Reaching over 2 billion souls globally (calculated as the users the company deems active monthly), Facebook touches the lives of a large swath of humanity. In Menlo Park however, a battle is underway for the very soul of the company in what is turning out to be a drama of Faustian proportions. With unassailable incumbency in the social networking arena, Facebook has access to more individual personal data than any other corporation, government, or monarchy in history. This (quasi) omniscience is remunerative, as evidenced by Facebook’s $40 billion in revenue and over $400 billion in enterprise value. However, because Facebook’s data is collected through the voluntary participation of its users, the utility that users receive from the platform must always exceed the (implicit) price they pay.
Thus far Facebook has ‘monetized’ its users through benign advertising underwritten by free-market economic entities, corporations seeking to sell their wares to a (mostly) willing audience. But through the Cambridge Analytica episode it has become clear that another actor has emerged on the stage, with motives that go beyond simple free-market commercialism. The task at hand for Facebook is to convince its users that it does not wish to take the devil’s bargain being offered by this new protagonist.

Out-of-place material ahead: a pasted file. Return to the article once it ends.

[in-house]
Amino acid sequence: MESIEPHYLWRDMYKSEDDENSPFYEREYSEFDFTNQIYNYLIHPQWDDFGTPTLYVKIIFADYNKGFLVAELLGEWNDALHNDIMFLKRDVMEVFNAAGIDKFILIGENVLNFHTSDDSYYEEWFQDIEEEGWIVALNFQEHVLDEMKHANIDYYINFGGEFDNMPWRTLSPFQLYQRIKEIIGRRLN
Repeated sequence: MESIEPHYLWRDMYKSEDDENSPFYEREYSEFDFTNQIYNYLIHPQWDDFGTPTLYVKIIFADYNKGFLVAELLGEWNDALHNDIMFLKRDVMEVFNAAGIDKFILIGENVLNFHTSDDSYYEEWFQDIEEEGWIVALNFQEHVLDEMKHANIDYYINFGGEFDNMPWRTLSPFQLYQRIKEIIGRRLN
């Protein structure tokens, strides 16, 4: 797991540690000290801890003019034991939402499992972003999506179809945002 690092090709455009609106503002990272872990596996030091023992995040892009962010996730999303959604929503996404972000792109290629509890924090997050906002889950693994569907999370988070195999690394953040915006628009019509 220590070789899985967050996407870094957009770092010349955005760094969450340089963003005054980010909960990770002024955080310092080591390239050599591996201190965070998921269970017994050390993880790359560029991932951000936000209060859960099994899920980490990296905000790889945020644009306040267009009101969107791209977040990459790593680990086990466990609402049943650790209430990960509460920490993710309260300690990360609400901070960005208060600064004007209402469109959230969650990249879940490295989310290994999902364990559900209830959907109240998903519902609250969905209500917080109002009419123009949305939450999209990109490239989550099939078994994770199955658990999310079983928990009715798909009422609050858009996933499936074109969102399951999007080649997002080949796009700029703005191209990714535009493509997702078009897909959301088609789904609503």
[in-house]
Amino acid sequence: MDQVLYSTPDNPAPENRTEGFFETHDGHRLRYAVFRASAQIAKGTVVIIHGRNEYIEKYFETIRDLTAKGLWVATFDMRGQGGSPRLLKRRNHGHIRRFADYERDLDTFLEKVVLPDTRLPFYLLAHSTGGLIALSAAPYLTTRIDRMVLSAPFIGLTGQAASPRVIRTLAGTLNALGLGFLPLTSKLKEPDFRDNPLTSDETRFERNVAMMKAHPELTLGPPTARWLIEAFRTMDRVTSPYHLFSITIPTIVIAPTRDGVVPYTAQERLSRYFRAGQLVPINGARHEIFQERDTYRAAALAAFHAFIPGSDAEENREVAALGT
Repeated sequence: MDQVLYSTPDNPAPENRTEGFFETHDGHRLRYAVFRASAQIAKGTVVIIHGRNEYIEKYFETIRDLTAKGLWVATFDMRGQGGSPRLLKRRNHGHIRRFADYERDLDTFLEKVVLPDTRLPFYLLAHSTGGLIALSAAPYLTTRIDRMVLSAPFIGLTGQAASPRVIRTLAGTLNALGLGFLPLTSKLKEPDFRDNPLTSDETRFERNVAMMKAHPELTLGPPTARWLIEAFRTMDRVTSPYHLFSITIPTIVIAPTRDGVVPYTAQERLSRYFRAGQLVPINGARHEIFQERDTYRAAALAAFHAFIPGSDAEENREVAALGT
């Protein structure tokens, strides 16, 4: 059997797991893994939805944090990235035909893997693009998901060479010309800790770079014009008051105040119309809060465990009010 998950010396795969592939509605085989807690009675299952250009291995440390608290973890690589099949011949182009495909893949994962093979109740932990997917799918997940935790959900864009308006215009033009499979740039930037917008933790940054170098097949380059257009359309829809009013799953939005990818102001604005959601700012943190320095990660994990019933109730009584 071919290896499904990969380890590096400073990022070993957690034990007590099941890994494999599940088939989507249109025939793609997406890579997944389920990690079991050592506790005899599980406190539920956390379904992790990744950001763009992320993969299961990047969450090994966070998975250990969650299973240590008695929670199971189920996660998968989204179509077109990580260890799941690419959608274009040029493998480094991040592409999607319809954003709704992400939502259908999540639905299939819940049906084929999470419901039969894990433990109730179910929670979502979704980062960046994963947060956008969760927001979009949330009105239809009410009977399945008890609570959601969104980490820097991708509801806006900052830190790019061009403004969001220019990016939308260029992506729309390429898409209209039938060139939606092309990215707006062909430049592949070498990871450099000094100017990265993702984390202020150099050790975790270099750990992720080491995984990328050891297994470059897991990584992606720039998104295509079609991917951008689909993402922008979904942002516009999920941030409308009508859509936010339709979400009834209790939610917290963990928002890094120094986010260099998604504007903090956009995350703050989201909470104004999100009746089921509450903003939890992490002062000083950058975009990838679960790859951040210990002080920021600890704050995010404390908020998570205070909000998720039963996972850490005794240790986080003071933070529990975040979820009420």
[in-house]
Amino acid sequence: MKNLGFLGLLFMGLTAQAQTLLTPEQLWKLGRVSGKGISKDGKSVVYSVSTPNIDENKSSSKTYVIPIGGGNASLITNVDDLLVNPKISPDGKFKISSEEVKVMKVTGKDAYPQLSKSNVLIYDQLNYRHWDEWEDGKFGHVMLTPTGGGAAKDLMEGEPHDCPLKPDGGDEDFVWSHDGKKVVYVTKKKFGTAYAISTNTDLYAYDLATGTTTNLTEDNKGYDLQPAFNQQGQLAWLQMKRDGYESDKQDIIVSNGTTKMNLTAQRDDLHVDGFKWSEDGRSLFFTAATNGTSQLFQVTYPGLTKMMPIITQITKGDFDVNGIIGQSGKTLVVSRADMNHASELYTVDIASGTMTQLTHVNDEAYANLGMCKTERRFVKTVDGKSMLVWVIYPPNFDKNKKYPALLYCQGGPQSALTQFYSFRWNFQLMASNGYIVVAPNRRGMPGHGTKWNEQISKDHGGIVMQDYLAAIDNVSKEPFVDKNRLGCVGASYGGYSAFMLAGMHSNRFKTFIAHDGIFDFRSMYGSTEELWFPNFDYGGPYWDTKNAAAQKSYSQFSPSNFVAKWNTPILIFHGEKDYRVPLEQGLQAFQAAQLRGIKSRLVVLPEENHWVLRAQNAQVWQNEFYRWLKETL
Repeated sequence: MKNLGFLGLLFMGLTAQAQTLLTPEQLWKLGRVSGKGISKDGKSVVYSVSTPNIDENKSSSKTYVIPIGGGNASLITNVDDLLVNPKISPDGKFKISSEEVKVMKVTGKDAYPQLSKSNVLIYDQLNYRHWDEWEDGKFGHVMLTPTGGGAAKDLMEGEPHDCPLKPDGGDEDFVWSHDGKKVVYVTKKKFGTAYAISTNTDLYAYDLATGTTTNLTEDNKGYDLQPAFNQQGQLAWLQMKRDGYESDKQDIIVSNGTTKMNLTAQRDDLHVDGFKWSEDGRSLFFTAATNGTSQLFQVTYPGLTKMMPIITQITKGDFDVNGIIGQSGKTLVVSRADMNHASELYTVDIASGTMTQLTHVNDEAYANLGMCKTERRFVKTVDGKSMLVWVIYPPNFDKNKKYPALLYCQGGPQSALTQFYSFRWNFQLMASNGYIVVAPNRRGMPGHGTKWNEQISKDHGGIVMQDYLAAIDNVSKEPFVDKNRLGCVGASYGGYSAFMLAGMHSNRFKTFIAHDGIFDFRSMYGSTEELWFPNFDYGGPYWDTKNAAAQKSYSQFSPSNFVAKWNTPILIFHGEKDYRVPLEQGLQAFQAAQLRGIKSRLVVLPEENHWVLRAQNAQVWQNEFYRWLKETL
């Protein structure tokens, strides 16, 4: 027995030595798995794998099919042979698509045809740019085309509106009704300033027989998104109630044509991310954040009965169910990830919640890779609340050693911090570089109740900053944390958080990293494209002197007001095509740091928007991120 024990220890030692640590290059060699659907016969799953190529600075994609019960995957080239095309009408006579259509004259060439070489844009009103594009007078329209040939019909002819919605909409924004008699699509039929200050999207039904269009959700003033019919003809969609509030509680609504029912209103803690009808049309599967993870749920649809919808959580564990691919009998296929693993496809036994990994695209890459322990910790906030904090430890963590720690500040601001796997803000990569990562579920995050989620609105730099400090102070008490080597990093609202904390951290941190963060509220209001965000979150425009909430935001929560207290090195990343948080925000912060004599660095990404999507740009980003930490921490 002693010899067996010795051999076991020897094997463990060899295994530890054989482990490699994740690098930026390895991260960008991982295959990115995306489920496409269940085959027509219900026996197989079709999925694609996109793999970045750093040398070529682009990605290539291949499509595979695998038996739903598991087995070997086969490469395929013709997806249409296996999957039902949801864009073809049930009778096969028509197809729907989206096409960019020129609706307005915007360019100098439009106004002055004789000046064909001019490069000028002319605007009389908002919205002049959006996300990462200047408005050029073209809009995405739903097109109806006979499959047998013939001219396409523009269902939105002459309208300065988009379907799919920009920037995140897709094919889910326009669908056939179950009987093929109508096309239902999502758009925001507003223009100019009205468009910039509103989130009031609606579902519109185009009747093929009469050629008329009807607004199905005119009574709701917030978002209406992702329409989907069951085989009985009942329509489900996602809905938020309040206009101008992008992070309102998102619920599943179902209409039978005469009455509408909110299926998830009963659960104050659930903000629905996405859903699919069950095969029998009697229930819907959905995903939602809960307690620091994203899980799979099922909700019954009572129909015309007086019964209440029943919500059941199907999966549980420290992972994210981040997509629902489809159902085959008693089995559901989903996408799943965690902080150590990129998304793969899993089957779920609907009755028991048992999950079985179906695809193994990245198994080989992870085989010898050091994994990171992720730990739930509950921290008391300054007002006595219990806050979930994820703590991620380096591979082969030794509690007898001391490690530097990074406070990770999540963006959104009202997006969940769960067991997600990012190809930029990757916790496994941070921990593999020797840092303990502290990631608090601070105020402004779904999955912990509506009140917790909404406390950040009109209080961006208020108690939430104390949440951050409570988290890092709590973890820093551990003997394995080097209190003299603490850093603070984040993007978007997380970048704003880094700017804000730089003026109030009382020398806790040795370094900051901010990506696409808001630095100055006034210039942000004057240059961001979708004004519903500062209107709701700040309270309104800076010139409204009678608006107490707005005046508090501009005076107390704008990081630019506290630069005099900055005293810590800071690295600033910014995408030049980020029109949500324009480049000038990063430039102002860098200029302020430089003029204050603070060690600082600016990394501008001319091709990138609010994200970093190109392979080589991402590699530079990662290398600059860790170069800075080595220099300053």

If Facebook can reassure its users that it will merely sell them, without selling them out, then the company’s upward trajectory in users and revenues might well be maintained. And the rewards for this will be rich, as much of these incremental revenues will fall to the bottom line. Facebook has more than doubled its revenues in the past two years. If it can grow revenue by only another 50%, there is no reason to believe that its net income would not almost double to $30 billion, which would put the stock at 14x earnings (excluding Facebook’s massive cash hoard). This is an attractive valuation for one of the cornerstones of the modern digital economy.
However, Facebook’s renouncement of the devil, as currently embodied in Russian political machinations or in other future incarnations, will not be simple to effect, either technologically or philosophically. To do so Facebook would have to selectively weed out specific advertising and content, an act that if undertaken flippantly verges on the brink of censorship. And surely, however it may address the problem, Facebook will have to abjure the stance of disinterested neutrality that has thus far allowed tech companies to escape liability for the activities that occur on their platforms.
Perhaps Facebook’s contemporary Google was prescient in its espousal of the motto “don’t be evil”, even if only as a public relations tactic. Facebook would be well-served to take that advice.